In many ways, Zeynep Akpolat encountered the same trouble dressing her son as every other new mum. “He started walking when he was eight-and-a-half months old and one week later he was running,” she explains. “He still won’t stand still! But it was impossible for me to find a decent pair of trousers to fit him.”
It wasn’t just fit, either. While girls had the pick of stylish and colourful outfits, boys made do with drab greys, navy jogging bottoms and cartoon-character tops created from the kind of overpriced yet mass-manufactured materials that didn’t survive the rigour of, well, all that racing about. “The mainstream fashion industry is very sexist,” says Zeynep. So, in 2014, she set up her own blog asking other mothers for help, and inviting tips on where to hunt down good items. The site quickly gathered thousands of loyal followers. Realising she was onto something, Zeynep took things one step further: teaching herself to sew and then making clothes for her son and, soon after, for her friends’ boys. “How hard could it be?” she thought.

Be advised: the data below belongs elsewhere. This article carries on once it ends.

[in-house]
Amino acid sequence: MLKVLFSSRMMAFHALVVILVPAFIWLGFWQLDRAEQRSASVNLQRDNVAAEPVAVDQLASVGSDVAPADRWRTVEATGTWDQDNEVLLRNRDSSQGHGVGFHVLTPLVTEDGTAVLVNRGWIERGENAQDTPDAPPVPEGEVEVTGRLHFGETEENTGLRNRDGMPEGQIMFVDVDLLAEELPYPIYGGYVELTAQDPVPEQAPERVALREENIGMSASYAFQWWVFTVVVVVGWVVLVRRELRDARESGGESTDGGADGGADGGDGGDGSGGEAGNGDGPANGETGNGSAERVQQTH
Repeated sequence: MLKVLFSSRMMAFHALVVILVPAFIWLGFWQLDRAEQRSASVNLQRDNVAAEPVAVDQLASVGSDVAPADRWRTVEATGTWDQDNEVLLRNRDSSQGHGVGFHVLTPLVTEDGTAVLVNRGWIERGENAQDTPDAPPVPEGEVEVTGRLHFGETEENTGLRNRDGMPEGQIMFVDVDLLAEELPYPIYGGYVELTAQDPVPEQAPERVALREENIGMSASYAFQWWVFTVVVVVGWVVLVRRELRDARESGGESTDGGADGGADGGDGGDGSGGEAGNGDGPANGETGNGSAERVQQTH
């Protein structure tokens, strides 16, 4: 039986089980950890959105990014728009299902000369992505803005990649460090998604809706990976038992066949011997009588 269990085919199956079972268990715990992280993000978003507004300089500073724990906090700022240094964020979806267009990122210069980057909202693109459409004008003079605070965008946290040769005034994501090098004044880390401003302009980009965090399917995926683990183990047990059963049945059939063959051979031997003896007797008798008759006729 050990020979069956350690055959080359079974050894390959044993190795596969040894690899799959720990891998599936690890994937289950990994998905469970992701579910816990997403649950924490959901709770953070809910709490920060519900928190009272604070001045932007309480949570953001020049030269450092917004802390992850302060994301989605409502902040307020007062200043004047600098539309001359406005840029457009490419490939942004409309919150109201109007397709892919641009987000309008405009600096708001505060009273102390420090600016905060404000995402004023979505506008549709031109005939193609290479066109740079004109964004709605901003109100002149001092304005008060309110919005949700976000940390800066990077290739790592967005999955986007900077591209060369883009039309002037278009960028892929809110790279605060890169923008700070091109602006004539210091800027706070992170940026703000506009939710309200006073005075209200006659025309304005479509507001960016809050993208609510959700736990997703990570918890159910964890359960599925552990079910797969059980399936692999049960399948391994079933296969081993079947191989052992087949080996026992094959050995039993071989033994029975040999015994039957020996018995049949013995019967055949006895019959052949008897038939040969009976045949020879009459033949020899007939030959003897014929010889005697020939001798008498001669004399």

Today, Mr Uky – named after her son’s initials, naturally – is an independent business with five staff creating the items she initially struggled to find. Inspired by the cool, unisex 1970s-style outfits that she wore as a child, Zeynep’s clothes ignore current trends and aim to be timelessly smart and durable. “The looks are dapper,” she says, “but there is nothing preventing a girl from wearing them, too.”
Zeynep stops at nothing in her search for quality and diversity. Knitwear is handmade in rural Istanbul, jackets are sourced from bespoke tailors, while heavier materials such as tweeds sit in her collections alongside trousers with durable, elasticised waists. All her clothes use the highest-quality wool, cotton and linen normally reserved for adults. Or, as she puts it: “Comfortable for the children and practical for mum.”
There is one final inspection that makes Mr Uky truly unique. “When I work on a new design or fabric I have a test period,” she says. “My son wears them every day for a couple of weeks. I wash them and put them in the dryer. Only those that pass are good to go. So they really are kidproof.”